Introduction

Neurotrophin Brain-derived neurotrophic factor (BDNF) and neurotransmitter serotonin (5-HT) regulate neuronal survival, neurogenesis, and neuronal plasticity and they also co-regulate each other (Mattson et al., 2004; Martinowich and Lu, 2008). Changes or aberrations in these two systems, together or independently, are associated with neuropsychiatric disorders, which are a major health problem worldwide (Homberg et al., 2014).

Brain-derived neurotrophic factor is associated with the regulation of activity-dependent neuronal connectivity and plasticity. BDNF together with its high-affinity cognate receptor, neurotrophic tyrosine kinase receptor 2 (Ntrk2/TrkB) plays a significant role in neuronal survival, synaptic plasticity, and in mediating 5-HT metabolism (Mamounas et al., 2000). BDNF and TrkB induce serotonergic phenotype and increase the number of 5-HT expressing neurons (Galter and Unsicker, 2000a). BDNF and TrkB have been concomitantly related together with 5-HT in a myriad of neurochemical and behavioral responses (Martinowich and Lu, 2008).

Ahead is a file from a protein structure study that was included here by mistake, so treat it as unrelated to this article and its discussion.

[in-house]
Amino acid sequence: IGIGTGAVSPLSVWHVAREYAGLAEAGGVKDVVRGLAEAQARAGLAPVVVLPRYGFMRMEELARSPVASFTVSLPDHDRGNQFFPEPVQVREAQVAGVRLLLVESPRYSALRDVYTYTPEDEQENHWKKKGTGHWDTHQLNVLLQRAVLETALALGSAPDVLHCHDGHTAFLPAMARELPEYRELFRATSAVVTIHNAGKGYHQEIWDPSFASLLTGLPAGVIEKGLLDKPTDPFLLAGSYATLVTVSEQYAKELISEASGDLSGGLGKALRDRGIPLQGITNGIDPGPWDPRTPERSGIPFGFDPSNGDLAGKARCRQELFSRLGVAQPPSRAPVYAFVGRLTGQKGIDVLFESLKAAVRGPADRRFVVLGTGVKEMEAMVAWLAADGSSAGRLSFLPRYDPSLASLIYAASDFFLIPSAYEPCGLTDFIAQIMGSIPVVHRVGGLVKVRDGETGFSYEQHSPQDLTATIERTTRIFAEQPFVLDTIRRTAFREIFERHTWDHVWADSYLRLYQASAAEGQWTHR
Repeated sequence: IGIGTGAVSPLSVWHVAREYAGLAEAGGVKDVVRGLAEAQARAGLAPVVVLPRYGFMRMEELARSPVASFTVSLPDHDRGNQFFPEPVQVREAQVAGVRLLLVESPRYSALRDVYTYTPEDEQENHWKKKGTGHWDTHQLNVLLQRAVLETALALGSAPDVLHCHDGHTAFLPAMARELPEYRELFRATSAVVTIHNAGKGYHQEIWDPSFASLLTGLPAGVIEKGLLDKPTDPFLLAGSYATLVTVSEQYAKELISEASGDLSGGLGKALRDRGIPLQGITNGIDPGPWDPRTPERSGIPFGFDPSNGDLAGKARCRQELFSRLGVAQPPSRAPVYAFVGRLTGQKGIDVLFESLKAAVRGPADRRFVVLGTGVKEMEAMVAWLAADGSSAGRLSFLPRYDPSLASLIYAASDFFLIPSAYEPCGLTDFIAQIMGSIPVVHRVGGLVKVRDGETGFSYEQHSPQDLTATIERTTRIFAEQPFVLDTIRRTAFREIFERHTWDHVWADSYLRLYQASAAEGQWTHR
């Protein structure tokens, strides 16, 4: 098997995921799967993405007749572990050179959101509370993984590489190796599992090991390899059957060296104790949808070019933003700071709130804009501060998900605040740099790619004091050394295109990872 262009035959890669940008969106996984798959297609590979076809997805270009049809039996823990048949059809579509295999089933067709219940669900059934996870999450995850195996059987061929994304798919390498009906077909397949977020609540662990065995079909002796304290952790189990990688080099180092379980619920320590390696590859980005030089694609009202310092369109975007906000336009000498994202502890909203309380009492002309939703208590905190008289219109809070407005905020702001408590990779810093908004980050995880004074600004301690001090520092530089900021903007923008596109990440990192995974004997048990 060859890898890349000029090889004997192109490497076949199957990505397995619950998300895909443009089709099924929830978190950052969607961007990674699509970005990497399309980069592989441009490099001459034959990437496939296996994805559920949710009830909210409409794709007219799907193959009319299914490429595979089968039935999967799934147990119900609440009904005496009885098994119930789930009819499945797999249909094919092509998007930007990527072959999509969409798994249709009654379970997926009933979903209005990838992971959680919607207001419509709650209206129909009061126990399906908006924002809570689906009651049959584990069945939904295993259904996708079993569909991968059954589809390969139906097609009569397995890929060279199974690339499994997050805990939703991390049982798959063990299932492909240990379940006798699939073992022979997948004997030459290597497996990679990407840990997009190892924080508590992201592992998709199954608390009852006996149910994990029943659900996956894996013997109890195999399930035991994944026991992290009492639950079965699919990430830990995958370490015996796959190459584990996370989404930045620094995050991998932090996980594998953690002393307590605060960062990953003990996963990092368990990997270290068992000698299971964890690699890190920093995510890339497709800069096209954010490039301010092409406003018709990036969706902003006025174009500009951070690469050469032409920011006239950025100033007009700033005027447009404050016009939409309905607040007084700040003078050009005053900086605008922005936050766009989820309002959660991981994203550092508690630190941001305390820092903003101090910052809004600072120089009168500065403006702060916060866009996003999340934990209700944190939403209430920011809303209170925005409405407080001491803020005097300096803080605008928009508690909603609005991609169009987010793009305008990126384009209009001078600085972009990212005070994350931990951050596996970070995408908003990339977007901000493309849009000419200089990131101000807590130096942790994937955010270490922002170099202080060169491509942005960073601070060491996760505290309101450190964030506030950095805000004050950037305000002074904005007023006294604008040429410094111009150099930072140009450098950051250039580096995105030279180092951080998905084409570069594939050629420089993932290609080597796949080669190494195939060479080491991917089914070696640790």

5-HT is a major modulatory neurotransmitter produced by neurons that are located in the brainstem raphe nuclei and project massively throughout the brain serving different physiological and behavioral functions (Dahlström and Fuxe, 1964; Steinbusch, 1981; Gaspar et al., 2003; Okaty et al., 2015). 5-HT is released both synaptically and through volume transmission (Halasy et al., 1992; Fuxe et al., 2007), and its effects are mediated by an ensemble of different receptors located on the target neurons as well as on 5-HT neurons themselves (Jacobs and Azmitia, 1992). Although a positive identification of BDNF and TrkB expression in serotonergic neurons is missing, TrkB are expressed in the region of raphe nuclei (Madhav et al., 2001; Lunden and Kirby, 2013; Adachi et al., 2017). However, the physiological role of the activation of TrkB in 5-HT neurons remains unclear.